Today we’re going to talk about variable rate mortgages & whether you should lock in. Earlier this week I put out a blog which dove into fixed versus variable & outlined some of the key factors which could impact rates one way or another. We also looked at what history suggests is the best strategy, so for anyone who wants to take a bigger bite out of this, I’ll link to that in the show notes below but this video is going to build off that & give some practical questions to ask yourself if you’re debating whether to lock in your variable.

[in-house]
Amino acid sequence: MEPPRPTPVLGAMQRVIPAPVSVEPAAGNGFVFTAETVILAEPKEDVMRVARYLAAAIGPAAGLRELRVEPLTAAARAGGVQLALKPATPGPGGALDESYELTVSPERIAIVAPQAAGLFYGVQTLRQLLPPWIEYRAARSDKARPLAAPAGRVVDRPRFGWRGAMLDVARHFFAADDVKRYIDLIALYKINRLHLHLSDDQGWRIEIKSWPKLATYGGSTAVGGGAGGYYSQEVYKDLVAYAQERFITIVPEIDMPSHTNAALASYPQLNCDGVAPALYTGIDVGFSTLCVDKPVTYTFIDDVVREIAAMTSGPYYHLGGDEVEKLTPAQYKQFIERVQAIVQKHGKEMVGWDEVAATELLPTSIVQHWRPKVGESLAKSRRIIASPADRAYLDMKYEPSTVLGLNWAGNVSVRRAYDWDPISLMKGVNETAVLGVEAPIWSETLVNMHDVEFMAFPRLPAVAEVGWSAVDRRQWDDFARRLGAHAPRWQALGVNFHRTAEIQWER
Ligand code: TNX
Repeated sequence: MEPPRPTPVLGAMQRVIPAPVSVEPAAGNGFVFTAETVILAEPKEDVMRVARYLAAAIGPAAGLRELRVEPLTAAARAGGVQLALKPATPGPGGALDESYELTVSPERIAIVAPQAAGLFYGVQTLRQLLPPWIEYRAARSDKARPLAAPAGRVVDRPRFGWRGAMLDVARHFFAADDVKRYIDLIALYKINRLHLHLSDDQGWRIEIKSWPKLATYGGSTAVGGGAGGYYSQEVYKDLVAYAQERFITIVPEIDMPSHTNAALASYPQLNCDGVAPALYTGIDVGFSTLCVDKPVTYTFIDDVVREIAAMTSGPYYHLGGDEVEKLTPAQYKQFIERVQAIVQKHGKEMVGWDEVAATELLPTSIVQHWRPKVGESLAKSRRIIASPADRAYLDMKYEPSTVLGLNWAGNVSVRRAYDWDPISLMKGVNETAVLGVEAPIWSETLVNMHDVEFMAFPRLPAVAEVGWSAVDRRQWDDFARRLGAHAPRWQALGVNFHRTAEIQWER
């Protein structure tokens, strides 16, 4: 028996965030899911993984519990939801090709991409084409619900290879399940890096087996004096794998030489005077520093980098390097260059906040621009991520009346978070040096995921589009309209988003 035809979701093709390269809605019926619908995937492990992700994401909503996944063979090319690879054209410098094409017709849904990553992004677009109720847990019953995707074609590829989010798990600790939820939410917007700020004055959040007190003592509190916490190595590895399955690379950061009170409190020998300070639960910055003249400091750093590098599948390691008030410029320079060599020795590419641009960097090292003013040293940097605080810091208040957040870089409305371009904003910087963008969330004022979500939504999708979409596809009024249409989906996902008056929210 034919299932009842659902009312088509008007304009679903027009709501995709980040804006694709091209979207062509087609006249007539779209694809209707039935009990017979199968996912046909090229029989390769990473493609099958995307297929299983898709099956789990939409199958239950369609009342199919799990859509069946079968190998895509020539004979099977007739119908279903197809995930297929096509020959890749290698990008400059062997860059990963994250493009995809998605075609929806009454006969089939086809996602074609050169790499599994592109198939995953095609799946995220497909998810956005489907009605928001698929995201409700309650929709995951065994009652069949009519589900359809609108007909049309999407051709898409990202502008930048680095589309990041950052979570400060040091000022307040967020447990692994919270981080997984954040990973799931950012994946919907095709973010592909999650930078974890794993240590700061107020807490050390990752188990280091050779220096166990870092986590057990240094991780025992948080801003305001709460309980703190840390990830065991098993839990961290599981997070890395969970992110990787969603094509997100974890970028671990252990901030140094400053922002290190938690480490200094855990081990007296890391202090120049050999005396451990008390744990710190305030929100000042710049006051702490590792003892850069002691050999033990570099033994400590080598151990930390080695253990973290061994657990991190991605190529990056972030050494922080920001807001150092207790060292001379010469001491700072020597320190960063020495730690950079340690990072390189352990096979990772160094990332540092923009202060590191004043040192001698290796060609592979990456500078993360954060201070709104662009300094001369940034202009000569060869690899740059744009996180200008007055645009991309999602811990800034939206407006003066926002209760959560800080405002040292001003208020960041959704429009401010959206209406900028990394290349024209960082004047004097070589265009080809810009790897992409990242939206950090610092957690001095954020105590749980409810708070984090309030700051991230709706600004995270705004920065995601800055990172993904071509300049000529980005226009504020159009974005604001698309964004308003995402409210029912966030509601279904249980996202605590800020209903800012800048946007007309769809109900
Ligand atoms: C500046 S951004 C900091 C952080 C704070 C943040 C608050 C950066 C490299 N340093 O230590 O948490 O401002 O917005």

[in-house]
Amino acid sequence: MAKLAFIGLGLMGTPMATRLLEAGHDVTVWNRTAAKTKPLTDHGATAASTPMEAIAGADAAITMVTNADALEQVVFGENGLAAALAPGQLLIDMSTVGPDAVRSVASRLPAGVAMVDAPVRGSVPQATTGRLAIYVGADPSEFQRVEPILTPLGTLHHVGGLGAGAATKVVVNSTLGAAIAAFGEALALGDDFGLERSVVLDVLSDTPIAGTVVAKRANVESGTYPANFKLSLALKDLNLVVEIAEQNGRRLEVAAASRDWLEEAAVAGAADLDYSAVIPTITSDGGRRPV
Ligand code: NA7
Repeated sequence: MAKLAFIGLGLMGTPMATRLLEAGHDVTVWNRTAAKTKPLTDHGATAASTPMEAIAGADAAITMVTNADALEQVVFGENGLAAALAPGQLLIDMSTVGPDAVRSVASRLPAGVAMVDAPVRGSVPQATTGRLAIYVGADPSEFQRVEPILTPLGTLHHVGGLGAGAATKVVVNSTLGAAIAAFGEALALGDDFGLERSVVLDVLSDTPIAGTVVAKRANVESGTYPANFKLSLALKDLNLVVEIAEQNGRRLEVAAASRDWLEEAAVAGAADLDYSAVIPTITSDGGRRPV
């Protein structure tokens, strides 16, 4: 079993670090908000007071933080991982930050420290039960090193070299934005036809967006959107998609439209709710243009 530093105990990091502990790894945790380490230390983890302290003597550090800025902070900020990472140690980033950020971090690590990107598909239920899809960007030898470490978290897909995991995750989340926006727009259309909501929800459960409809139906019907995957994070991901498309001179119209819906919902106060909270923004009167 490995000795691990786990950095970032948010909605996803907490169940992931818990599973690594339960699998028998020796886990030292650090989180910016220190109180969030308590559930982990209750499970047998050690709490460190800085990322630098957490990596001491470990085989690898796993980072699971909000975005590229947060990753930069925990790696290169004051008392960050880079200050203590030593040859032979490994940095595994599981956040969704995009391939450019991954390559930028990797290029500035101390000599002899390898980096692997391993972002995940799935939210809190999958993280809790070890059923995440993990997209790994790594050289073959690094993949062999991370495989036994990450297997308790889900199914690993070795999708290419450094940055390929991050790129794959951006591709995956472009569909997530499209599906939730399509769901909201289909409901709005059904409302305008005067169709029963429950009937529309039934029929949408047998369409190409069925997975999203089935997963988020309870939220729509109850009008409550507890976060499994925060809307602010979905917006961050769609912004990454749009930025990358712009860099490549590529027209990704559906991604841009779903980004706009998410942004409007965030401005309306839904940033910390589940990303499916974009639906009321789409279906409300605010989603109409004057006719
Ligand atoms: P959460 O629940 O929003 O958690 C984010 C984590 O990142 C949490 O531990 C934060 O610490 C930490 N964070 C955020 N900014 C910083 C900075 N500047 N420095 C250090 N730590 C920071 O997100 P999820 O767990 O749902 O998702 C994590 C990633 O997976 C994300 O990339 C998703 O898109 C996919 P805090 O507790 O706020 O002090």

When ppl talk about fixed vs variable, you’ll often hear them saying a fixed rate mortgage is for the risk averse, as you know exactly what your payments are going to be for the length of your term. In reality, though, the biggest downside of a fixed rate mortgage is the penalty. If you break the term, which happens to the vast majority of borrowers, there is a penalty attached & on the fixed rate side the penalties have the potential to be much much much higher than with a variable. Given that most ppl end up breaking their term & paying that penalty, taking a fixed rate comes with more downside risk than a variable & when you consider that the variable has outperformed the longer term fixed rates close to 90% of the time, the variable actually seems to have much less risk than a fixed. If you’re in a variable currently, keep this in mind. The decision of whether to lock in should weight the probability of potentially breaking the mortgage just as heavily, if not more heavily, than concerns of rising rates.